By John Haughey
November 6, 2020
(The Center Square) – Florida Gov. Ron DeSantis is calling on Michigan and Pennsylvania lawmakers to negate their state’s popular votes and select electors who will cast votes for President Donald Trump when the Electoral College convenes Dec. 14.
Citing Trump campaign claims of mail-in ballot fraud and allegations in both states of local elections officials not complying with laws, DeSantis told Fox News’ Laura Ingraham that lawmakers in Michigan and Pennsylvania under the U.S. Constitution have the authority to send their own “faithless electors” to the Electoral College.
“Under Article II of the Constitution, presidential electors are done by legislatures and the schemes they create in the framework,” DeSantis said. “If there’s departure from that and (local elections officials are) not following the law, if they’re ignoring law, then they can provide remedies as well, so I would exhaust every option to make sure we have a fair count.”
Michigan and Pennsylvania are among 33 states with laws that bind electors to statewide popular votes or, in Nebraska and Maine, to popular votes in congressional districts.
Those laws were upheld in a Supreme Court ruling earlier this year. Electors who don’t comply with state law requiring them to vote the popular vote are “faithless electors.”
State electors are selected by state lawmakers of both parties. Two sets of electors usually are designated by each party before the election. All but two states have winner-take-all elections, meaning whichever candidate from whichever party wins the popular vote, regardless how close, wins all the state’s electoral votes.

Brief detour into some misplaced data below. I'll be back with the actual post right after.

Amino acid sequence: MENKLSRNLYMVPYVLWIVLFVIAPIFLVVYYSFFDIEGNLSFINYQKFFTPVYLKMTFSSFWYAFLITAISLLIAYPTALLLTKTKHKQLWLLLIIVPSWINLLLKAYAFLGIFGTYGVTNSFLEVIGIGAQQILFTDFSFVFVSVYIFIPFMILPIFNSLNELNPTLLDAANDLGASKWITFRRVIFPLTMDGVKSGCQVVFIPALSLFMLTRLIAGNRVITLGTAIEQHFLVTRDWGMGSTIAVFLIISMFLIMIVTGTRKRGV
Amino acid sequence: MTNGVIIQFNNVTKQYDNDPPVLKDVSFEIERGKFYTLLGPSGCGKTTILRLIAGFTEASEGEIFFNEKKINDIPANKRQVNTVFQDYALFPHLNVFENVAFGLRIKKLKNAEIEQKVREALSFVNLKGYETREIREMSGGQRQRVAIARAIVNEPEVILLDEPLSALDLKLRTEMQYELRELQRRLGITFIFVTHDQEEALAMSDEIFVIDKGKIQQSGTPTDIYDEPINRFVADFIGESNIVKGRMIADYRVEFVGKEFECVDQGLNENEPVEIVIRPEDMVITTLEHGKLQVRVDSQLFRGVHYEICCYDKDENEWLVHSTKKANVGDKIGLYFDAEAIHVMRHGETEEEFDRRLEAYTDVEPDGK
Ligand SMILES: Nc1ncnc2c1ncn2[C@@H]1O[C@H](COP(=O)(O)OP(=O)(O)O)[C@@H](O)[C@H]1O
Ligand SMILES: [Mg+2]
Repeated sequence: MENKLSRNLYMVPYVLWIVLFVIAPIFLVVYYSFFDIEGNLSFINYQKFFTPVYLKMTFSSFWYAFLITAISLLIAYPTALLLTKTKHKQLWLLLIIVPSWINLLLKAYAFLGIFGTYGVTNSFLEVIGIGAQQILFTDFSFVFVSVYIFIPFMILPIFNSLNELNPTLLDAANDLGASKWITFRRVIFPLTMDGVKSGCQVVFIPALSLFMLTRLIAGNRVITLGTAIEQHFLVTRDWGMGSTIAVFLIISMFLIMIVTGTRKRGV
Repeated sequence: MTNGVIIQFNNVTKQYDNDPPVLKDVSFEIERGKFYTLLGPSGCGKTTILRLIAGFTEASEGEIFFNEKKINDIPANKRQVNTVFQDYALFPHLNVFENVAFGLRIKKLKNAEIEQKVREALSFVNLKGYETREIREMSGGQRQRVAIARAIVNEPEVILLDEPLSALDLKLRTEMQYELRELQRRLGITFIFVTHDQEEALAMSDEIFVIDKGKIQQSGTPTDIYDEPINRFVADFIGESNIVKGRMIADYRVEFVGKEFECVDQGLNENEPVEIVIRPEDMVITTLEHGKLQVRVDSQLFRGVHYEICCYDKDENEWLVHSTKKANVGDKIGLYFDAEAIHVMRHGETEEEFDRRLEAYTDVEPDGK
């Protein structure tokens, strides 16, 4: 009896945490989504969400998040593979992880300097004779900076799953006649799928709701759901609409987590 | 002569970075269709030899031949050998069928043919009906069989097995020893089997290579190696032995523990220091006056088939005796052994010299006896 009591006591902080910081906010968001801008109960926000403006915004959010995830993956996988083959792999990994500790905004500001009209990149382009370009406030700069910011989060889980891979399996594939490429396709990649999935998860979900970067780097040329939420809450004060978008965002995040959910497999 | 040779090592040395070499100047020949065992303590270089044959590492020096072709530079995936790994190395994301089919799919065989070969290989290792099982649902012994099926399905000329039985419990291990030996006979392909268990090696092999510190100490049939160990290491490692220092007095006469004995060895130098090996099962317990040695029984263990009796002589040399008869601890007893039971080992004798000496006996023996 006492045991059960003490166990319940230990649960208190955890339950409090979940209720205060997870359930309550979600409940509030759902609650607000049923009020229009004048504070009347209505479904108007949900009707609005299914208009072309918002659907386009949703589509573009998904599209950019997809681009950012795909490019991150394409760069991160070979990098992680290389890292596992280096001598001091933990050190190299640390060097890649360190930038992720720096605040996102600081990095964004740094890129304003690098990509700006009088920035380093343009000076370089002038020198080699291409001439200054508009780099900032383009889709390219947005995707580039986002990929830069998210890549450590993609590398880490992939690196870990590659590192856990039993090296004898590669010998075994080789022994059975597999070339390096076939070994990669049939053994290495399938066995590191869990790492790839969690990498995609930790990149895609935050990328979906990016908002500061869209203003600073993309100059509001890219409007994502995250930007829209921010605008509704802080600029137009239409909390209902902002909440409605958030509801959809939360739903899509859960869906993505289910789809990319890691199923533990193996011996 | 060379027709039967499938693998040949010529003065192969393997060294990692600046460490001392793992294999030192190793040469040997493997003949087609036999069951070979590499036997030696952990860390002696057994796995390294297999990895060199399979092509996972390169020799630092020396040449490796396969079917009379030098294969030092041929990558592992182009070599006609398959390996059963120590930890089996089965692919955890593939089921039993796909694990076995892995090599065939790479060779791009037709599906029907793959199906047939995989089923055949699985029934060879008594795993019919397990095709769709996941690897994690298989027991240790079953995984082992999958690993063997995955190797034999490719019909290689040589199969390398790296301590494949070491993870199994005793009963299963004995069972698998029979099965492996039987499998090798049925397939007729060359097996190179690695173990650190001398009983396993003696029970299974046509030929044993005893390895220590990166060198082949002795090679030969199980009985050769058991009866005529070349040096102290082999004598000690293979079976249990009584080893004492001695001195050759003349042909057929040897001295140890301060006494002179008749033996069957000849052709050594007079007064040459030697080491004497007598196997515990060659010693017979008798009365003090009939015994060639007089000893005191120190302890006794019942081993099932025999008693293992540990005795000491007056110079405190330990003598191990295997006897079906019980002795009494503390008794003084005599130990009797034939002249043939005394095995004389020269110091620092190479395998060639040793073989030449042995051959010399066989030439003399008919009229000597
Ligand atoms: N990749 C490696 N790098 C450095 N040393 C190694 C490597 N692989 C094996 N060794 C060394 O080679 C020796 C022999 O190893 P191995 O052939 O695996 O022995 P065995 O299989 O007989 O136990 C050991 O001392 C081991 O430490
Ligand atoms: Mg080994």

DeSantis’ call for Pennsylvania lawmakers to send faithless electors to the Electoral College echoes Pennsylvania state Senate Majority Leader Jake Corman’s, R-Centre County, confirmation in a September article in The Atlantic that if there is no certainty in the sanctity of the popular vote, the GOP-led Legislature “will have no choice” but to send their own electors.
While other interpretations indicate DeSantis’ view of Article II is somewhat expansive, it often is cited as a backdoor way to electing a president if a state’s popular vote does not produce a clear winner.
The Trump campaign has sued in Michigan, intervened in an existing Pennsylvania case and said it will seek a recount in Wisconsin in an effort to prove the popular votes did not produce a clear winner.
Former Florida Attorney General Pam Bondi is on the Trump legal team in Pennsylvania, where the campaign has sued over claims of voter fraud and won a victory Thursday in a ruling that allowed campaign representatives to witness the vote count at the Philadelphia Convention Center from 6 feet away.
DeSantis also criticized election laws in states such as Wisconsin and Pennsylvania that allow officials to count ballots received after Election Day and don’t allow local elections officials to begin counting ballots until Election Day or, in some cases, not until after the polls close on Election Day.
Having a long mail-in and early voting period with a sharp deadline that ballots must be received by elections officials on Election Day and permitting local elections officials to tabulate votes as received were key in Florida producing conclusive counts of more than 11.1 million votes less than three hours after polls closed Tuesday.
“All the votes are in, and then you know how many votes are there,” DeSantis said. “We track as every voter comes in to vote or submits a mail, we know the universe, then you count it, you produce a result.”